The last nail in the coffin for Secularism in Erdogan’s Turkey
24th July 2020. This day will be remembered in infamy for years to come. The fundamental on which modern Turkey is founded on Secularism has been under siege since the election of Recep Tayyip Erdoğan as the Prime Minister in 2003 and later as the President of the Republic of Turkey and this move to turn Hagia Sophia, which is a UNESCO World Heritage Centre, is just another nail in the coffin.
But to those who have been watching the fall of Turkey in religious fundamentalism in recent years, this move won’t come as a shock to many. But to understand the significance of this move, one has first to understand the chequered past of Hagia Sophia in Istanbul.
The Church of Hagia Sophia
Hagia Sophia was built in the year 537 AD on the order of the then-Roman Emperor Justinian I, as the Christian cathedral in the City of Constantinople (now known as Istanbul), the imperial capital of the Eastern Roman Empire, commonly known as the Byzantine Empire.
It remained as a center of Eastern Orthodoxy till the year 1453 (with a brief lapse between 1204 to 1261, when it was converted to a Roman Catholic Cathedral) when the city of Constantinople was conquered by the Ottomans led by Mehmed the Conquerer in the event which is now known as Fall of Constantinople. Mehmed converted the cathedral to a mosque and changed the name of the city from Constantinople to now what is known today as Istanbul.
Aya Sofya became the first imperial mosque of Istanbul and will remain the principal mosque until the construction of Sultan Ahmed Mosque, or Blue Mosque as it is commonly known as, in 1616.
Fall of the Ottoman Empire as the Formation of the Republic of Turkey
The Ottoman Empire was at its last leg at the end of the 19th century. At the height of its power in 1683, the Ottoman empire ruled over 5,200,000 km2 of land from the Balkans in Europe to modern-day Iran.
Ottoman Empire was a multination and multicultural empire, which is one of the main reasons for its undoing. A series of losses in the 18th and 19th centuries and the growing rise of nationalism across Europe waned Ottomans’ power by a lot. To recuperate those losses, the Ottoman Empire joined the Central Powers in World War I, in which they, along with their allies German Empire and the Austro-Hungarian Empire, were defeated.
The Ottoman Empire signed the Armistice of Mudros on October 30, 1918, effectively ending their participation in the World War and surrendering to the Entente.
The allied occupation of Istanbul and Izmir resulted in the Turkish War of Independence led by Mustafa Kemal, a field marshal in the Ottoman Army. The revolution was successful, and the Republic of Turkey was established with Ankara as its capital on October 29, 1923. Mustafa Kemal (later given the surname “Atatürk”) was the First President of the Turkish Republic.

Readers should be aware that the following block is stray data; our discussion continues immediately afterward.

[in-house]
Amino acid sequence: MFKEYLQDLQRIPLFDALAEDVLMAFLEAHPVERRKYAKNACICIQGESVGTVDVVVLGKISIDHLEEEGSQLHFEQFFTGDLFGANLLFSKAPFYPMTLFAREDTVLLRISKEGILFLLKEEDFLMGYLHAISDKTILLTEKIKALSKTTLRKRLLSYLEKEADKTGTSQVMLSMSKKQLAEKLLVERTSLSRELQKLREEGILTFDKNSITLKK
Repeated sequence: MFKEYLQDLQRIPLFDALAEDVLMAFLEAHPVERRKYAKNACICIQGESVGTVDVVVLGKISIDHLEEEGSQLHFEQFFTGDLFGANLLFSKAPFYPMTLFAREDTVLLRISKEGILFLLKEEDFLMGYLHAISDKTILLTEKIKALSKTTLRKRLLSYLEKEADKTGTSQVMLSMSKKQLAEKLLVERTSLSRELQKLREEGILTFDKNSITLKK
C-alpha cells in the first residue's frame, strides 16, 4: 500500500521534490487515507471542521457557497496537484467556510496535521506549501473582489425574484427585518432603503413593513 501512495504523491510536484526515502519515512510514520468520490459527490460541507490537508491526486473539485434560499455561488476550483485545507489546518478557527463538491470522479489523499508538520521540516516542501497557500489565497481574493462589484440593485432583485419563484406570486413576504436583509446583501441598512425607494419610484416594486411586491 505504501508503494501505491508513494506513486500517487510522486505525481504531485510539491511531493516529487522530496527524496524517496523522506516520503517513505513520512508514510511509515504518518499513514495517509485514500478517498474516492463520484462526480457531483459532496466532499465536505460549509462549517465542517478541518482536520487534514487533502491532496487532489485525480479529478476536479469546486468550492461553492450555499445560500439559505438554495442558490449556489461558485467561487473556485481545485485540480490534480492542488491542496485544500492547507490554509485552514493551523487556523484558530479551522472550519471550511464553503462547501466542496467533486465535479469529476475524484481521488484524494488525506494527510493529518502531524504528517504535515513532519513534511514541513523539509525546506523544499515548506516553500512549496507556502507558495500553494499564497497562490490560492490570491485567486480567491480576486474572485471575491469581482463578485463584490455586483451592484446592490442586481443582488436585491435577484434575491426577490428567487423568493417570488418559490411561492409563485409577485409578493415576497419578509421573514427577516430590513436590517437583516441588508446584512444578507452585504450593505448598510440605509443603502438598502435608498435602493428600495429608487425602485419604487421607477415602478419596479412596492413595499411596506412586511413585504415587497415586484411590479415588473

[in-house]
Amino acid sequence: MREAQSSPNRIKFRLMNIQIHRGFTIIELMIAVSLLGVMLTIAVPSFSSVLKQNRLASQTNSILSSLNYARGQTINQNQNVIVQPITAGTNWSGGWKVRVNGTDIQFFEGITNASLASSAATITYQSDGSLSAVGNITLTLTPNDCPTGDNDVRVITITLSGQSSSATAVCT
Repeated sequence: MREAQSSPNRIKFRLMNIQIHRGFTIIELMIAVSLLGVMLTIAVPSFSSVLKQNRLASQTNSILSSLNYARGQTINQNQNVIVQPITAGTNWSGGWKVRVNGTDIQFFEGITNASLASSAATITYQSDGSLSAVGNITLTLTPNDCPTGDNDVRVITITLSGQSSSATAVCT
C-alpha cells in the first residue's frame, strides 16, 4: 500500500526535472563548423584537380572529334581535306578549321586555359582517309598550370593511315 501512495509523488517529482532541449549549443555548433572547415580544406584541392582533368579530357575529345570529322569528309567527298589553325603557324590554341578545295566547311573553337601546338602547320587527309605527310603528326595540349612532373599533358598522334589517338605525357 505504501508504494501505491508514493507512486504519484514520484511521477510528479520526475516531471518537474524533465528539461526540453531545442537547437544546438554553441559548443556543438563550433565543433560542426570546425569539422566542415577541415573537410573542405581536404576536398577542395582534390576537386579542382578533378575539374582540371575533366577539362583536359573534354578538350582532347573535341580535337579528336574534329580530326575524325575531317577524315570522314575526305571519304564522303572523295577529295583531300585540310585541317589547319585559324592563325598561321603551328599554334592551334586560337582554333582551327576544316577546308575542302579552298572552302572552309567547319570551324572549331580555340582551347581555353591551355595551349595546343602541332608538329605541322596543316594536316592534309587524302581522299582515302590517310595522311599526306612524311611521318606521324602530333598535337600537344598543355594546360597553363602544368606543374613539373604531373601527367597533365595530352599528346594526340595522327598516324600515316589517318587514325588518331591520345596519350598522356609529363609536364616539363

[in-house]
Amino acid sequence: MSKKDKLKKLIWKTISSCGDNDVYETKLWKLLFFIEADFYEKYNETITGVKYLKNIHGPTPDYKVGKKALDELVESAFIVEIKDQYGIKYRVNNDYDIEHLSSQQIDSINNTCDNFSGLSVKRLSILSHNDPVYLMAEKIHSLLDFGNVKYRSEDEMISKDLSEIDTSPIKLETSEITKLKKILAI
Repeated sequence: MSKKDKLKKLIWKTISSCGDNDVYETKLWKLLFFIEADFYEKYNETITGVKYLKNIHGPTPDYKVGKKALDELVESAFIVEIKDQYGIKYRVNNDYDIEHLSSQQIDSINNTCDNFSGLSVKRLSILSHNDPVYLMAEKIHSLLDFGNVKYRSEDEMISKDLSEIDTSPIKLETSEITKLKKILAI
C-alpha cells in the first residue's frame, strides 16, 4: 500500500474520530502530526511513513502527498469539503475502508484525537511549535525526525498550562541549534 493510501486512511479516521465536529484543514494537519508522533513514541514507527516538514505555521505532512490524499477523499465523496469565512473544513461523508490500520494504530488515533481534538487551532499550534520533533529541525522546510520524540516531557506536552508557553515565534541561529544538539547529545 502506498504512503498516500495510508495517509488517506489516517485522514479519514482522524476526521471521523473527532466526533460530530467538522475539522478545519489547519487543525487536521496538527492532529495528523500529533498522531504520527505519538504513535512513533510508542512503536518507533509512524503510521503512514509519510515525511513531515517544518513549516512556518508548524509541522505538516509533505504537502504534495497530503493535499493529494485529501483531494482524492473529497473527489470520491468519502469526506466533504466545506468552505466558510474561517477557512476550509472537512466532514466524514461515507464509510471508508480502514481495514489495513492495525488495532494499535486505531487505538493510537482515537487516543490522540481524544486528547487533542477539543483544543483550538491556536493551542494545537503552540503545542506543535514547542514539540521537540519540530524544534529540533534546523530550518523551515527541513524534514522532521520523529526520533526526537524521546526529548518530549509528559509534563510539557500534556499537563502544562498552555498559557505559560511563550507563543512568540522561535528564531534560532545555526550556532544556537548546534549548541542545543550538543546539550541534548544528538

Atatürk and Hagia Sophia
Atatürk was a reformer. And he wanted to establish Turkey as a modern European nation. To do that, he had to distinguish the new Republic from its Ottoman past. Atatürk did that by abolishing the Caliphate that had stood since 1517 in 1924. Ottomans were the de-facto leaders and representatives of the Islamic world. In the Assembly address, Atatürk stated,
The religion of Islam will be elevated if it will cease to be a political instrument, as had been the case in the past.
Atatürk on March 1, 1924
In his 15 years long reign, Atatürk promoted secular values in the Republic and diminished the power held by the clergymen. Led wide-ranging social reforms in social, cultural, and economic aspects, which were inspired by the Young Turk Revolution.
One of his crowing achievements for secular ideals was converting the age of Church-converted Mosque Hagia Sophia to a museum in 1935.
Erdogan and the Rise of Religious Right in Turkey
Ever since being elected Mayor of Istanbul in 1994 as a candidate from the now-banned Welfare Party, Erdogan has adopted policies that are against the sacrosanct, the foundational fundamental of the Republic of Turkey. Erdogan has rallied against the separation of church and state, and his election to the nation’s highest office has only emboldened his rhetoric.
The failed coup attempt by the army in 2016 resulted in Erdogan grabbing even more executive powers by holding a referendum in 2017, which he won narrowly, and has transformed his Presidency into a modern-day dictatorship.
The major reason for reverting Hagia Sophia back to a mosque is political more than religious one. Erdogan and his allies have lost quite a number of seats in the recent elections with the backdrop of a struggling economy. Hagia Sophia will make quite a dent in the unified opposition as a majority of the country supports this move.
Only time will tell what’s in Turkey’s future, but the criticism of this move is sure to continue and for a long time.
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